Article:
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I am trying to understand the relationship between deformations of curves and deformations of their Jacobians and would greatly appreciate a sanity check. Let $C_0$ be a smooth projective curve over a char $p$ field $k$. Let $C$ be a lift of $C_0$ to an affine scheme $A$ whose ring is a complete local $k$-algebra. We define the Jacobian of a curve to $\text{Pic}^0$.

A deformation of $C_0$ is a tuple consisting of a lift of $C_0$ to $A$, as well as the isomorphism $C \times_{\text{Spec } k} A \simeq C_0$. We may package this information into a pullback square. Let us consider the following two pullback squares:

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My question is: Is there a natural isomorphism from $\text{Jac}(C_0) \simeq q^*\text{Jac}(C)$?

In other words: Is the functor from the deformation groupoid of $C_0$ to the deformation groupoid of $\text{Jac}(C_0)$ faithful? Here we are considering the functor $\text{Jac}$ which applies the $\text{Jac}$ to pullback squares.

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If I understand your question correctly, this is true. Let me be a little careful about terminology, because there are multiple notions of lift, but luckily in this case they all agree.

When talking about lifts, one of the most general things you can ask is a flat proper formal scheme $\mathscr C$ over $\operatorname{Spf} A$ for some complete Noetherian local ring $A$ with residue field $k$ (if you are interested in mixed characteristic — which is where the term 'lift' is usually applied — then $A$ will not be a $k$-algebra).

Then the first thing you check is that such a thing is automatically smooth, since the special fibre is smooth. Or use this as your definition. Moreover, in the case of curves, the formal lift will automatically be algebraic, i.e. come from an actual lift of schemes (idea: any nonzero effective divisor on a curve is ample, so a multiple gives an embedding into projective space).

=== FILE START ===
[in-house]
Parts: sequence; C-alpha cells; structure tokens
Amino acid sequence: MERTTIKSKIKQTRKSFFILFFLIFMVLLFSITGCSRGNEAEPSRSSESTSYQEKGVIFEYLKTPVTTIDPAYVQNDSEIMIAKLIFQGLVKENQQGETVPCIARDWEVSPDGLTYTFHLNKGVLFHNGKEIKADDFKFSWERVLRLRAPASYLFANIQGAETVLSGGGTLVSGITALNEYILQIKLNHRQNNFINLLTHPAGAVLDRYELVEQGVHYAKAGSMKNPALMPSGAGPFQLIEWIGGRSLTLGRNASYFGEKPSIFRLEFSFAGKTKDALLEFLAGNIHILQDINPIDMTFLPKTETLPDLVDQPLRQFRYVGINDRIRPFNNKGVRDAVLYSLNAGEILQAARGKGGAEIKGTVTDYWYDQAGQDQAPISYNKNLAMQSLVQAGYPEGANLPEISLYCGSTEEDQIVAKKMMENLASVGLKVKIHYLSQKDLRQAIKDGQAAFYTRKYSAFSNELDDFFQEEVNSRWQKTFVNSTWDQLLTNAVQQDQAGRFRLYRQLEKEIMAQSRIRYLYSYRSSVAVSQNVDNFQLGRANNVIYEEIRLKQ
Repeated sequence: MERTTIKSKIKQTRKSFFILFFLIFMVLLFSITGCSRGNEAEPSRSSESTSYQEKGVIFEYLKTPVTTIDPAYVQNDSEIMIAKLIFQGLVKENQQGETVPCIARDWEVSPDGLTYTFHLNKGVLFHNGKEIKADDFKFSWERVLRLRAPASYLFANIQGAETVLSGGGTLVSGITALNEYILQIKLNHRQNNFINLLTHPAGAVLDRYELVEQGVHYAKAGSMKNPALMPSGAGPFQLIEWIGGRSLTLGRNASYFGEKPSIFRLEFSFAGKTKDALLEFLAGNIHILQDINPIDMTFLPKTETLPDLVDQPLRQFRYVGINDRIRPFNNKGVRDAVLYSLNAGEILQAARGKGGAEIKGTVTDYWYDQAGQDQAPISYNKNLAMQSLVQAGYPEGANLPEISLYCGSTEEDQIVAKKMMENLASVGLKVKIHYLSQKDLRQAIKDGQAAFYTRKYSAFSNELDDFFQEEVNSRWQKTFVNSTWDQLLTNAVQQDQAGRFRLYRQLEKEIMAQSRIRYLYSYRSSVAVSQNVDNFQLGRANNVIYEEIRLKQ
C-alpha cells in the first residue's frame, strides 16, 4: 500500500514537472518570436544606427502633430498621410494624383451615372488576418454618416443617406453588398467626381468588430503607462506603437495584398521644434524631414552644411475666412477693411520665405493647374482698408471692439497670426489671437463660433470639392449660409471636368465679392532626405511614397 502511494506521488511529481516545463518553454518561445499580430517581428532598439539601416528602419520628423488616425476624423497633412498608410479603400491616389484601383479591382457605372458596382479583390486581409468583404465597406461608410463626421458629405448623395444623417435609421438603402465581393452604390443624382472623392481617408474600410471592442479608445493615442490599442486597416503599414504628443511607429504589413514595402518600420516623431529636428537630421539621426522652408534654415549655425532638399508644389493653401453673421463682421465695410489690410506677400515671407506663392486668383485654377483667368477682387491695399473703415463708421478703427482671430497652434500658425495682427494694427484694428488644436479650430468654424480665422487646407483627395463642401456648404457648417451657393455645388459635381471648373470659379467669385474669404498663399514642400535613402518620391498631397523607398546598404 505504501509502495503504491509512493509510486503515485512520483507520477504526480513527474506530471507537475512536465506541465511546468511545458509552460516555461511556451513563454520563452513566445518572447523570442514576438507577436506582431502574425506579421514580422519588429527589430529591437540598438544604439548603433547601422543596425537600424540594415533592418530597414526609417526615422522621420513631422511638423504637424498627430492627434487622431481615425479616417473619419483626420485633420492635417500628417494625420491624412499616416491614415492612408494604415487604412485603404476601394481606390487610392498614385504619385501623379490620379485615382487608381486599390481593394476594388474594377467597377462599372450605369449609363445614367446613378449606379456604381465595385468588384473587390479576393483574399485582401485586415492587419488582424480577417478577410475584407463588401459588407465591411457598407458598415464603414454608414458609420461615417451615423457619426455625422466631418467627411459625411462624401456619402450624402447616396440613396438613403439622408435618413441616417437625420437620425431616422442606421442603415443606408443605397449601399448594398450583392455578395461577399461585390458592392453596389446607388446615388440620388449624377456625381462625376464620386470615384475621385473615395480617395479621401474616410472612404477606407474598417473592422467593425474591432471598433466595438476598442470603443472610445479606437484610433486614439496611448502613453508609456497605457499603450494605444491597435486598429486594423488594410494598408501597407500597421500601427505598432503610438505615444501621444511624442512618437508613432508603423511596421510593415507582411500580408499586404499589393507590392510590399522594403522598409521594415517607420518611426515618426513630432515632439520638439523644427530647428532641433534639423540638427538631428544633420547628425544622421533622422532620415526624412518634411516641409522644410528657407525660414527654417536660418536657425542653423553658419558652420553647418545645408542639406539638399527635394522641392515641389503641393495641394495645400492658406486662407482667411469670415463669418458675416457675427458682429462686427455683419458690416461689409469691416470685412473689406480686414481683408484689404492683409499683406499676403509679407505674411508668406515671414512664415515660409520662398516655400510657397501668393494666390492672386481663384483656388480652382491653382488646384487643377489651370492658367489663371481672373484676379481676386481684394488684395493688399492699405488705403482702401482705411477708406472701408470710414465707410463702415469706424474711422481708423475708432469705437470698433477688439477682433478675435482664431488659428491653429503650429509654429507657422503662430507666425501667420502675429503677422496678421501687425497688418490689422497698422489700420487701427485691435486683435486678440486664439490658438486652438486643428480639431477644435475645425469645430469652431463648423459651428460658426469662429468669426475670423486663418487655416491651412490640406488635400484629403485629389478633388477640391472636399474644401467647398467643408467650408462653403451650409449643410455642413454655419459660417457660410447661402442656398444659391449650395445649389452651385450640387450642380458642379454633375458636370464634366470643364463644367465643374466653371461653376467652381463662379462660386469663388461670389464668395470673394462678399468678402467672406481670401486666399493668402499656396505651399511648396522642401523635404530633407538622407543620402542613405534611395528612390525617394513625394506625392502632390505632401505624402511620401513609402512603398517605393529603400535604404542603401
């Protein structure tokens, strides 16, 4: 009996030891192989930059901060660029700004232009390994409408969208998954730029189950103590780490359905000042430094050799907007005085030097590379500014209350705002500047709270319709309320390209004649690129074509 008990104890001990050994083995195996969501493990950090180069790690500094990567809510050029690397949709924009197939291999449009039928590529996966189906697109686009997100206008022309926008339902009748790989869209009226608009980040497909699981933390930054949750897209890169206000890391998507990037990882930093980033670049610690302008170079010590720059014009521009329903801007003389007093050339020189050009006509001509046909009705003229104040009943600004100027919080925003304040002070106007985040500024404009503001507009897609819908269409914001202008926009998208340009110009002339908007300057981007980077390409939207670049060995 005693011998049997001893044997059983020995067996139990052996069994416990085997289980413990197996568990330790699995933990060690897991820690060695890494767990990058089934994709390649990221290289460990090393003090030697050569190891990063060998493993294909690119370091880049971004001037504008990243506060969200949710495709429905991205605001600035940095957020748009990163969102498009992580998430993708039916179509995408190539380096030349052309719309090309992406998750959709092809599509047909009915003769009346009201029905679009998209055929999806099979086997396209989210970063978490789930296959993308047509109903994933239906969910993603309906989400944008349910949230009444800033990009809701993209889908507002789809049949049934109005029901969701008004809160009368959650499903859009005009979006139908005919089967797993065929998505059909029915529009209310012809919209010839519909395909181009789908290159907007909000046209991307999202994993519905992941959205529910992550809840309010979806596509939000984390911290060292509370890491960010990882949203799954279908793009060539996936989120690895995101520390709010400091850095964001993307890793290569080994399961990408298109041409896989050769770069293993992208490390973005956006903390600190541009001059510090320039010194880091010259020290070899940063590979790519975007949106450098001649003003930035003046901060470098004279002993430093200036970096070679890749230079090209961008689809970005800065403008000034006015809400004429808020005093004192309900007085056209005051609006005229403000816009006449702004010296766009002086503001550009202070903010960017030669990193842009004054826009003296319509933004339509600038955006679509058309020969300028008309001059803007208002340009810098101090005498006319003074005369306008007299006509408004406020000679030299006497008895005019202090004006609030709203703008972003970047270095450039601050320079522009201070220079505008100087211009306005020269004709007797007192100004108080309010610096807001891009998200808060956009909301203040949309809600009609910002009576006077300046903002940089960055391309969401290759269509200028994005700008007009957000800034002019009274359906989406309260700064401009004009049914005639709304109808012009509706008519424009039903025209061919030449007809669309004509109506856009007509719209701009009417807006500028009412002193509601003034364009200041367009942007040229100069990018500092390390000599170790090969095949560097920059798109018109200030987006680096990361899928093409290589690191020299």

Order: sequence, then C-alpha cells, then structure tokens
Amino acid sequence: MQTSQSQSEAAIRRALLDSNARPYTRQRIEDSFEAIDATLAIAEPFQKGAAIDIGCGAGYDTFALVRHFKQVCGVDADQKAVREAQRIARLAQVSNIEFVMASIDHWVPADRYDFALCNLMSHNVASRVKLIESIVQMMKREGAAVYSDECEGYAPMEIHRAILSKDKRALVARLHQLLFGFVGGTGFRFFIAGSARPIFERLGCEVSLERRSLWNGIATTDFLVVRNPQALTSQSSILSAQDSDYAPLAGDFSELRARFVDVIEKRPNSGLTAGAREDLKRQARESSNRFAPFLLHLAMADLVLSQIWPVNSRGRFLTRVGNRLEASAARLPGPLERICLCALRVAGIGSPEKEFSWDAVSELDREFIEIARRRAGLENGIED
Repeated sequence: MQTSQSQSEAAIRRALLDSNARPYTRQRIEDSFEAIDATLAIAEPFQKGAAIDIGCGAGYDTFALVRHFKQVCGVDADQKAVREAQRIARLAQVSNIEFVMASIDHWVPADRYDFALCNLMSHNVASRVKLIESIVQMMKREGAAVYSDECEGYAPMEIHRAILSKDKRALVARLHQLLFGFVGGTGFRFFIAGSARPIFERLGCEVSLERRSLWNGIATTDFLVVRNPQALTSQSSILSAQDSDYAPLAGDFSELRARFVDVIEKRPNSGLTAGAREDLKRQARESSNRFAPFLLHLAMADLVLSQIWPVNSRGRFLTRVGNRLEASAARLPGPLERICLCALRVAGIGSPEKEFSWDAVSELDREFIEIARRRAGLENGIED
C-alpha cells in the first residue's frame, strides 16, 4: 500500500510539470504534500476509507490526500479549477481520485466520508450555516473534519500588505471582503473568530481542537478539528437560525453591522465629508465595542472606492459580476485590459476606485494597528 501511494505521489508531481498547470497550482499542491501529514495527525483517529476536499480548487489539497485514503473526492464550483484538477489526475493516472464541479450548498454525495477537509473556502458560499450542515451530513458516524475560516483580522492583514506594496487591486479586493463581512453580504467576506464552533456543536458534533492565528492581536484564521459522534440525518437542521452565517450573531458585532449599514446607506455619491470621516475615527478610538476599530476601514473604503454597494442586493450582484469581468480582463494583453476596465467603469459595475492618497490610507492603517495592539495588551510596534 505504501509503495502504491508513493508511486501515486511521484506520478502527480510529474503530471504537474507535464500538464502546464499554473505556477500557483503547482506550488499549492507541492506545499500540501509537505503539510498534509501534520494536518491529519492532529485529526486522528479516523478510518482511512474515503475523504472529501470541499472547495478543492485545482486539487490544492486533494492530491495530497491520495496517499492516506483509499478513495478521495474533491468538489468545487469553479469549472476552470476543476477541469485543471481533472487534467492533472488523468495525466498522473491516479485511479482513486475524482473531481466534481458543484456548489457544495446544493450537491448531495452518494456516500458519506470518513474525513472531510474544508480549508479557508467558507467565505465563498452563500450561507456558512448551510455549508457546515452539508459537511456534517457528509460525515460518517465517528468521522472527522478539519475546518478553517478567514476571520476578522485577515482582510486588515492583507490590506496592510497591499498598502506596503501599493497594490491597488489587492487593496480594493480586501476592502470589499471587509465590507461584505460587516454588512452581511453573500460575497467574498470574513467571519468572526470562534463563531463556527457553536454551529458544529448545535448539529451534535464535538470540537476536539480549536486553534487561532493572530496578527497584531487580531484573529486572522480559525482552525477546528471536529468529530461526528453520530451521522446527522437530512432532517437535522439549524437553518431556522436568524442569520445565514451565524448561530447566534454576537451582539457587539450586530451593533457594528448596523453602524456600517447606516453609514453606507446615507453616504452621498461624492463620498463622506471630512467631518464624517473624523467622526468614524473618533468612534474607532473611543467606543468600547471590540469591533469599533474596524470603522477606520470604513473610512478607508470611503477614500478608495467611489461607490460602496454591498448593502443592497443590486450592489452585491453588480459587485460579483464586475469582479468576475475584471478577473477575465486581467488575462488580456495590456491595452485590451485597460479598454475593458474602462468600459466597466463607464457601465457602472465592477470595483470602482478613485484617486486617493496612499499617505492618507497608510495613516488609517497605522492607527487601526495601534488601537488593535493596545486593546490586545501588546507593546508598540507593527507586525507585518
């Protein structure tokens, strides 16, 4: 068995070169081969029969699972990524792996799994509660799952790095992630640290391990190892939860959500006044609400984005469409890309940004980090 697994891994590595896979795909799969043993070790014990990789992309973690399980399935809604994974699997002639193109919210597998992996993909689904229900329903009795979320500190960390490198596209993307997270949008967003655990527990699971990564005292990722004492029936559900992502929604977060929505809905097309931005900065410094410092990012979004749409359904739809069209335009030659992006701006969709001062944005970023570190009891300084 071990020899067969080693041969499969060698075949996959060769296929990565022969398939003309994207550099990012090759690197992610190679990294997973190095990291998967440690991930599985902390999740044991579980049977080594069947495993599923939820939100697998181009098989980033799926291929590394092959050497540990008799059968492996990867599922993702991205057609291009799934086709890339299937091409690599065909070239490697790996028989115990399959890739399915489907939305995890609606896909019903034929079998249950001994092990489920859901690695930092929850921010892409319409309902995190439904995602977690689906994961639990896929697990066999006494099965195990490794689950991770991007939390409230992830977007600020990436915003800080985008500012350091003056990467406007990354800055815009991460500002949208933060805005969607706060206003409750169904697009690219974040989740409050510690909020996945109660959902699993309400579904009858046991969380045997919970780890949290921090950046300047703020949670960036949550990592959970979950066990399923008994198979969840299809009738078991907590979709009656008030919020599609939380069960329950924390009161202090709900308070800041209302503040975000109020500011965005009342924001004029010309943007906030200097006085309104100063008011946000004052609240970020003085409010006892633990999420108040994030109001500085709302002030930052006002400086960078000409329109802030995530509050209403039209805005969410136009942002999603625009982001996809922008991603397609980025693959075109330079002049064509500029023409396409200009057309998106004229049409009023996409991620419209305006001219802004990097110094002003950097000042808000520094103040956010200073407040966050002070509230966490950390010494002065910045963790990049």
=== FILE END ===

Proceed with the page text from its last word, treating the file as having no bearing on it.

So we can just assume $C \to S = \operatorname{Spec} A$ is a smooth projective morphism, where $A$ is a complete Noetherian local ring with residue field $k$.

Now what does it mean to represent $\mathbf{Pic}^0_{C/S}$ as a scheme? The most common definitions are neatly summarised in [FGA Explained, §9.2]: you represent one of the following:

  • the functor $\mathbf{Sch}_{/S} \to \mathbf{Set}$ given by $T \mapsto \operatorname{Pic}(C \times_S T)/\operatorname{Pic}(T)$;
  • its Zariski sheafification;
  • its étale sheafification;
  • its fppf sheafification.

(Side note: from a homotopical point of view, it is probably even more natural to study the Picard stack, which is a $\mathbf G_m$-gerbe over the Picard scheme. But the gerbe structure seems to be less useful than the abelian variety structure on $\mathbf{Pic}^0$, so in many cases it is not necessary to do this.)

There are natural inclusions between these functors that are isomorphisms when $C \to S$ has a section; see [FGA Explained, Thm. 9.2.5]. By formal smoothness, such a section exists if and only if $C_0$ has a rational point (for instance when $k$ is separably algebraically closed). In general, the étale sheafification suffices, roughly because $C$ picks up a rational point after a finite separable extension.

But the important point is that in all cases, we are working on the 'big' site of all $S$-schemes, which has the advantage of giving the required functoriality for free: if any of these is representable by some scheme $\mathbf{Pic}^0_{C/S}$, then a fortiori its restriction to $\mathbf{Sch}_{/{\operatorname{Spec} k}} \subseteq \mathbf{Sch}_{/S}$ is represented by the base change $\mathbf{Pic}^0_{C/S} \times_S \operatorname{Spec} k = \mathbf{Pic}^0_{C_0/{\operatorname{Spec} k}}$.

So in summary, the required functoriality follows from representability of the Picard scheme, if stated correctly.

(I suppose this does feel like cheating, because the Jacobian has a much more elementary construction than the general formalism from FGA. But here it really helps to have the functorial point of view from the beginning!)


References.

[FGA Explained] B. Fantechi, L. Göttsche, L. Illusie, S. L. Kleiman, N. Nitsure, A. Vistoli, Fundamental algebraic geometry: Grothendieck’s FGA explained. Mathematical Surveys and Monographs 123, American Mathematical Society (2005). ZBL1085.14001.

Most chapters also available on arXiv, for instance Chapter 9 is arXiv:math/0504020.

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